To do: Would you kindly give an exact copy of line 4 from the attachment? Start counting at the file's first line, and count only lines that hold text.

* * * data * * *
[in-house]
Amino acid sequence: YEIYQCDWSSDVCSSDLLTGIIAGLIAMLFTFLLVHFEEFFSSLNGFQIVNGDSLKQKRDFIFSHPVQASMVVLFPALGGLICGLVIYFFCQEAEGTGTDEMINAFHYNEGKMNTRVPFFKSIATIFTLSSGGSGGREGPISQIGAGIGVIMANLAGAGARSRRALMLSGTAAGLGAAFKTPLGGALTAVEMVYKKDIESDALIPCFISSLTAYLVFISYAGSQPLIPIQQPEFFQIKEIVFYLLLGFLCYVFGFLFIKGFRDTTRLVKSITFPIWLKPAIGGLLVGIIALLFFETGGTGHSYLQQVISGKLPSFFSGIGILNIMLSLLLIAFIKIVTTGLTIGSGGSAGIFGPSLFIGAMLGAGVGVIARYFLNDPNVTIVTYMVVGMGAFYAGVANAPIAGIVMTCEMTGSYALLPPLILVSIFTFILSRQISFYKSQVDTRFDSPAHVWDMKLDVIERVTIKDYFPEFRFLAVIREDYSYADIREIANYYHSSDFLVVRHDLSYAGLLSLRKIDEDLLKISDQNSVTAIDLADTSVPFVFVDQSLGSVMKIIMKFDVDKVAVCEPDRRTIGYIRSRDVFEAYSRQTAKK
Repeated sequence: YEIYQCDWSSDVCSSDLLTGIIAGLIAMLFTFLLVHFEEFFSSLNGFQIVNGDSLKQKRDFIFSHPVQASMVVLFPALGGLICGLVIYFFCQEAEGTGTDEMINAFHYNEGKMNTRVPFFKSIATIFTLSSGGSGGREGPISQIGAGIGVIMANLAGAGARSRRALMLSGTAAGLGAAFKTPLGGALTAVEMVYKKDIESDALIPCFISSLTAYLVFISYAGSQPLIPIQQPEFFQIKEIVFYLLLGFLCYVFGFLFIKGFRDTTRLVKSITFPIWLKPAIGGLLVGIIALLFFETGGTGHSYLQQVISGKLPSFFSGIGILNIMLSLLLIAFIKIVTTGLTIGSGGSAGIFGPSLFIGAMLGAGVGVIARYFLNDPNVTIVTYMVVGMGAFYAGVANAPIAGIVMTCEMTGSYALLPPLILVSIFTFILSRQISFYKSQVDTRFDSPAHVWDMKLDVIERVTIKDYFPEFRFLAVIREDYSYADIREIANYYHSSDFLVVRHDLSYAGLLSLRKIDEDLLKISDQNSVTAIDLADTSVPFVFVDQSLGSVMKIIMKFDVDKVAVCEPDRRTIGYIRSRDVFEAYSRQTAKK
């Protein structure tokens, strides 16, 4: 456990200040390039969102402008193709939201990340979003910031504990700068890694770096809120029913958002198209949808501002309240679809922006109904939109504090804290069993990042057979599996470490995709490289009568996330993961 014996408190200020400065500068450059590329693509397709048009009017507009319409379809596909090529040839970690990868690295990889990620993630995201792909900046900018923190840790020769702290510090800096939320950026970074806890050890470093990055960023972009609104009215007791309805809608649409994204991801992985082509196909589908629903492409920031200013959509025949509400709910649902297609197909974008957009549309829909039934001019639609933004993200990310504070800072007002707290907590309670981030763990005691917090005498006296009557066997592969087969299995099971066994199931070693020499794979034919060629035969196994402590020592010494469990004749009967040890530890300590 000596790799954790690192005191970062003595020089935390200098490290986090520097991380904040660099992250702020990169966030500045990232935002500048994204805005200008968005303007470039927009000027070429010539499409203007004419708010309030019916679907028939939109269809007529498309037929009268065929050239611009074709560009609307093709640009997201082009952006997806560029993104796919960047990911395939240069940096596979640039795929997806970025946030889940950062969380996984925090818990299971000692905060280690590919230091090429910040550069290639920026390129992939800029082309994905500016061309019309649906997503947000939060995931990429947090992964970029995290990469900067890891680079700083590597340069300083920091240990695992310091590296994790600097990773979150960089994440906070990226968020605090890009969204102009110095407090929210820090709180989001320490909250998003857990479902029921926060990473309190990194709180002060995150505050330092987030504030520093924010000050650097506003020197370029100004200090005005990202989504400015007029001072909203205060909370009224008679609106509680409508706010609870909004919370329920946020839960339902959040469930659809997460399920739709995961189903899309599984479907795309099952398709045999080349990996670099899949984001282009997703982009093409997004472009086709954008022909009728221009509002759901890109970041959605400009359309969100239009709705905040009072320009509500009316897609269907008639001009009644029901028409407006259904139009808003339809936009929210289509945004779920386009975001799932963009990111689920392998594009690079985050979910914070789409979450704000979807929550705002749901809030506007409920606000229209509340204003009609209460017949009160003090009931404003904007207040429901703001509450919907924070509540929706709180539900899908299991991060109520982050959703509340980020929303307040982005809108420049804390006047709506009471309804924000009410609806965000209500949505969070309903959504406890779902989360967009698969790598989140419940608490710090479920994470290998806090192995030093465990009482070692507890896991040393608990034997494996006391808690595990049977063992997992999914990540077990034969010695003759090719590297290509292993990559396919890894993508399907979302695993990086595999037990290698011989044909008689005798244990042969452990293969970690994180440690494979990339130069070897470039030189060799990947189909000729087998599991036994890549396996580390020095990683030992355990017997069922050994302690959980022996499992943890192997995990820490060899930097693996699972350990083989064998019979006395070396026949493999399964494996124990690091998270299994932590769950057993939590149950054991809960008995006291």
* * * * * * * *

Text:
């Protein structure tokens, strides 16, 4: 456990200040390039969102402008193709939201990340979003910031504990700068890694770096809120029913958002198209949808501002309240679809922006109904939109504090804290069993990042057979599996470490995709490289009568996330993961 014996408190200020400065500068450059590329693509397709048009009017507009319409379809596909090529040839970690990868690295990889990620993630995201792909900046900018923190840790020769702290510090800096939320950026970074806890050890470093990055960023972009609104009215007791309805809608649409994204991801992985082509196909589908629903492409920031200013959509025949509400709910649902297609197909974008957009549309829909039934001019639609933004993200990310504070800072007002707290907590309670981030763990005691917090005498006296009557066997592969087969299995099971066994199931070693020499794979034919060629035969196994402590020592010494469990004749009967040890530890300590 000596790799954790690192005191970062003595020089935390200098490290986090520097991380904040660099992250702020990169966030500045990232935002500048994204805005200008968005303007470039927009000027070429010539499409203007004419708010309030019916679907028939939109269809007529498309037929009268065929050239611009074709560009609307093709640009997201082009952006997806560029993104796919960047990911395939240069940096596979640039795929997806970025946030889940950062969380996984925090818990299971000692905060280690590919230091090429910040550069290639920026390129992939800029082309994905500016061309019309649906997503947000939060995931990429947090992964970029995290990469900067890891680079700083590597340069300083920091240990695992310091590296994790600097990773979150960089994440906070990226968020605090890009969204102009110095407090929210820090709180989001320490909250998003857990479902029921926060990473309190990194709180002060995150505050330092987030504030520093924010000050650097506003020197370029100004200090005005990202989504400015007029001072909203205060909370009224008679609106509680409508706010609870909004919370329920946020839960339902959040469930659809997460399920739709995961189903899309599984479907795309099952398709045999080349990996670099899949984001282009997703982009093409997004472009086709954008022909009728221009509002759901890109970041959605400009359309969100239009709705905040009072320009509500009316897609269907008639001009009644029901028409407006259904139009808003339809936009929210289509945004779920386009975001799932963009990111689920392998594009690079985050979910914070789409979450704000979807929550705002749901809030506007409920606000229209509340204003009609209460017949009160003090009931404003904007207040429901703001509450919907924070509540929706709180539900899908299991991060109520982050959703509340980020929303307040982005809108420049804390006047709506009471309804924000009410609806965000209500949505969070309903959504406890779902989360967009698969790598989140419940608490710090479920994470290998806090192995030093465990009482070692507890896991040393608990034997494996006391808690595990049977063992997992999914990540077990034969010695003759090719590297290509292993990559396919890894993508399907979302695993990086595999037990290698011989044909008689005798244990042969452990293969970690994180440690494979990339130069070897470039030189060799990947189909000729087998599991036994890549396996580390020095990683030992355990017997069922050994302690959980022996499992943890192997995990820490060899930097693996699972350990083989064998019979006395070396026949493999399964494996124990690091998270299994932590769950057993939590149950054991809960008995006291």